Screenshot of Nvidia FleX official Unity plugin, 16/6/2021

Figure 1.3.3, Screenshot of Nvidia FleX official Unity plugin, 16/6/2021

An official plugin you say? Free as well? No live flesh sacrifices?? Sign me up!

Now Unity's time. I've actually tried to play around with Unity before, but I never got anything well working out of it. This time though, armed with the determination of sunk-cost fallacies, I went ahead & downloaded another 6GB of Unity.

Same as in Unreal, I tried my hand at figuring out the initial example scenes. Not gonna like, they were a lot more confusing. Multiple cameras, every object seemingly being the same, not knowing where the logic controlling everything is, etc. I headed over to the docs, which were honestly a lot worse than Unreal's. At the end though, with some tutorials, I did manage to kinda figure out the engine's workflow.

Example FPS Minigame, 16/6/2021

Figure 1.3.4, Example FPS Minigame, 16/6/2021

I think, how it works is that you always start with a dummy GameObject (like Unreal's Actor), then you add Components onto it to add functionality. Components can interact with other stuff by passing them into text fields of said Component. There are a few stock Components, but the real capability comes from Scripts, which are small C# files that hook into game events, like when it starts or when it updates per frame.

Example of scripts (this one controls character movements), 17/6/2021

Figure 1.3.5, Example of scripts (this one controls character movements), 17/6/2021

No, I've never done C# before (keen eyes might see the messed up formatting). I've only used C-like languages, like Java, Javascript, & PHP. Unlike C++ though, C# (which is apparently just C++++ stylized) manages to hide away a bunch of unneeded C++ jank when its not needed. Never had to deal with a dumb/smart pointer, didn't have to worry about templates or macros, & I very much enjoyed the custom operator overrides as well (multiplying Vectors was awesome). It truly felt like a scripting language, while having Java level static support. That dumb formatting will forever stay a gripe though, so I'll probably not use it too much outside of Unity xd.

With all the building block stuff out of the way, it was time to actually build the game.

Firstly, I needed a texture I could use for a HDRI sky (a fancy way to say a high dynamic range sky image that contributes to lighting). Taking inspiration from the original image, I managed to whip this up in After Effects:

NOTE: The full file below is fat asf (40MB), give it some time (:

Figure 1.3.6, Close-up of the HDRI, 17/6/2021

The full HDRI, 17/6/2021

Figure 1.3.7, The full HDRI, 17/6/2021

After that, I moved into Unity & started configuring the water. I wanted to extend the original meaning of the artwork, thus I tried to take everything it had, & make it, let's say more elaborate?

I took a head model from thingiverse & imported it into Unity.

Head model in Blender, 17/6/2021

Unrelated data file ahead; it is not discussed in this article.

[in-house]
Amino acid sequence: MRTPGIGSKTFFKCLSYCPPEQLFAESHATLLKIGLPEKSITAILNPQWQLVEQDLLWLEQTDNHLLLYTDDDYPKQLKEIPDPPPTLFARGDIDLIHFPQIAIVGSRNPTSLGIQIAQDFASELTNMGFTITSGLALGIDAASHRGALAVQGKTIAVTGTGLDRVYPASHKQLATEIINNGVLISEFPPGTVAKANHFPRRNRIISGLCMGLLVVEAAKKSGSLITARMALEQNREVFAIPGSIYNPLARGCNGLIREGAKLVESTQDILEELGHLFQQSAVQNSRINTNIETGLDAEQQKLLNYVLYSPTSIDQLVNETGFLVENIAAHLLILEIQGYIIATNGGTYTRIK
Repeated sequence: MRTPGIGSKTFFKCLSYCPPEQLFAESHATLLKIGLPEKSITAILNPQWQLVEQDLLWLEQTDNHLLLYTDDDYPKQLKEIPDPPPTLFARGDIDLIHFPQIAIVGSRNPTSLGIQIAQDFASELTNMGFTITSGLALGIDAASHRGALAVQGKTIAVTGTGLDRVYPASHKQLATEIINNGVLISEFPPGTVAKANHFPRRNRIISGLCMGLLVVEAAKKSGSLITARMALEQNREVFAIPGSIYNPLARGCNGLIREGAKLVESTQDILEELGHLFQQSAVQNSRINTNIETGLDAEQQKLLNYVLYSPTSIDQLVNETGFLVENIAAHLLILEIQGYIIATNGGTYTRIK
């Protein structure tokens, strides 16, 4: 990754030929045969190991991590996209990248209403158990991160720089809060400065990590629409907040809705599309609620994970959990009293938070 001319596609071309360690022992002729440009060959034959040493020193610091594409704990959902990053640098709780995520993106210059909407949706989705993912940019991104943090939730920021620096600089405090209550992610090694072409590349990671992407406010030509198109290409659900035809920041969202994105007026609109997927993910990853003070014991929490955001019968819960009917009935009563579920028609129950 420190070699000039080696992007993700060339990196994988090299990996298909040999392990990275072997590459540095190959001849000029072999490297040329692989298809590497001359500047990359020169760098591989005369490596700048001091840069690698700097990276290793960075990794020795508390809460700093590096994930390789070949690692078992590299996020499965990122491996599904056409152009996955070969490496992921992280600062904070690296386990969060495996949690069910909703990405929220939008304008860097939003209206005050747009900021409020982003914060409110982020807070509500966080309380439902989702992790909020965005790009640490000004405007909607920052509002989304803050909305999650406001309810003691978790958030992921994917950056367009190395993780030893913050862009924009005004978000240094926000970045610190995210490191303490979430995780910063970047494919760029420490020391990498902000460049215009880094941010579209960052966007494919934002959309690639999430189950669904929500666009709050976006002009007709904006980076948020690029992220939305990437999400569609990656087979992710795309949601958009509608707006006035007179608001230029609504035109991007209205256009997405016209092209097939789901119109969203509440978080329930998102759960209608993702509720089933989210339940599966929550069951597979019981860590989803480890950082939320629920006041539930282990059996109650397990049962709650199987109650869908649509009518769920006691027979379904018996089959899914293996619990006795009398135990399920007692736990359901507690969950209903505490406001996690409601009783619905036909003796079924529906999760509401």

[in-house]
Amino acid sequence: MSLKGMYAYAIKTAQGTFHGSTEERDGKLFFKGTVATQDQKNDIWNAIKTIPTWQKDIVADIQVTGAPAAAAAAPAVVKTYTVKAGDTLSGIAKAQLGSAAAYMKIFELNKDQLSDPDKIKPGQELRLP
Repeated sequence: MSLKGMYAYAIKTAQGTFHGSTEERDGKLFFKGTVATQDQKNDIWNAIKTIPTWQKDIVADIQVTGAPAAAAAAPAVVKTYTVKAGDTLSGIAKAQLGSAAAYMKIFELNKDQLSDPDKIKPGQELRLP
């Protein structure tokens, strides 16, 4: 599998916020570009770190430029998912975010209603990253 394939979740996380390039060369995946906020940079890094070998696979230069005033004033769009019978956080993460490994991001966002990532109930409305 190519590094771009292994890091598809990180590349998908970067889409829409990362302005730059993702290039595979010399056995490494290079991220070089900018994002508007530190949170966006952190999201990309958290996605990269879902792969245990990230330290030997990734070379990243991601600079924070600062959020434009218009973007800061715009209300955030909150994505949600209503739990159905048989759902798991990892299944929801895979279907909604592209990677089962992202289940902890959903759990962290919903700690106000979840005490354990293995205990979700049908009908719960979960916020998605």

Figure 1.3.8, Head model in Blender, 17/6/2021

Then, after some tutorials & (a lot of) debugging (since the plugin is built for an older version of Unity), I managed to get the water bodies up & simulating.

It was here where I created some terrain to accompany it as well, with a metallic material that helped to sell the trippy effect.

Water heads, 18/6/2021

Figure 1.3.9, Water heads, 18/6/2021

How it works is that the plugin generates an asset of particles inside the volume of the 3D model, then the array Actor (remember how this was a natively Unreal API?) would take that asset & calculate it, then the fluid renderer would mesh it out & render it using a special shader. All pretty complex stuff, & no I don't really get it either, but if it works it works xd.

I did also try out the other simulation types. Most notably the soft bodies (balloon type physics), as well as cloth. The soft body solver was pretty promising, but I couldn't get it to behave with pressure & it collapses on itself immediately on load. The cloth just plainly didn't work, it didn't generate particles for any mesh asset passed to it. Even with those that didn't work though, I still feel like the liquid sim was the best choice, as you can actually break the blobs (!!), while keeping shape relatively well.

Before it was a game though, it needed to be able to be played. It was here where I was going to have to do my first ever game programming. I wanted to emulate Minecraft's creative mode controls, but with double jumps along with flying. It also needed to be able to shoot, the balls would get larger & larger as the player would expel more & more "hits". The screen should go blur if the player shoots "hits" too quickly, in a "drunkenness" metric.

All that list of features, didn't take too much time actually, because after the initial ping pong making the character move & aim, everything else followed a pretty simple pattern. if statements behaved like if statements; this. instance variables & methods behaved like this. instance variables; things just worked kinda how I expected them to. Overall, this was probably the smoothest first experience of a language environment I've ever had (looking at you, Svelte, Typescript, & Android Java).

One more thing I'd like to note is that, I did try to get the game up directly on the website, but the CUDA dll's wouldn't like properly with Emscripten (basically, thingy no worky). Performance is also one part that is still concerning, & it requires a pretty beefy rig to run even at 1080p@30 (I get around ~20 fps on a RTX2060-MaxQ). I'd probably have to do some low level batching or something, but that would require hooking into literally non-existent docs for Nvidia FleX on Unity.

deep breath

Aaaaand, that's the story of "blunt force trauma!" — a game describing psychological toxicity.


  • 16/6/2021
    • Good description & analysis of the artwork.
  • 23/6/2021
    • Brain smoothie.
    • Would be great to include summaries to better convey content to people less technically inclined.
      • Added TLDR's to major chunks.
    • Shame that it requires a high end PC.
      • Added an option to reduce blob count in v1.1



WARMTH by Julian Frener, 05/01/21

Figure 1.3.10, WARMTH by Julian Frener, 05/01/21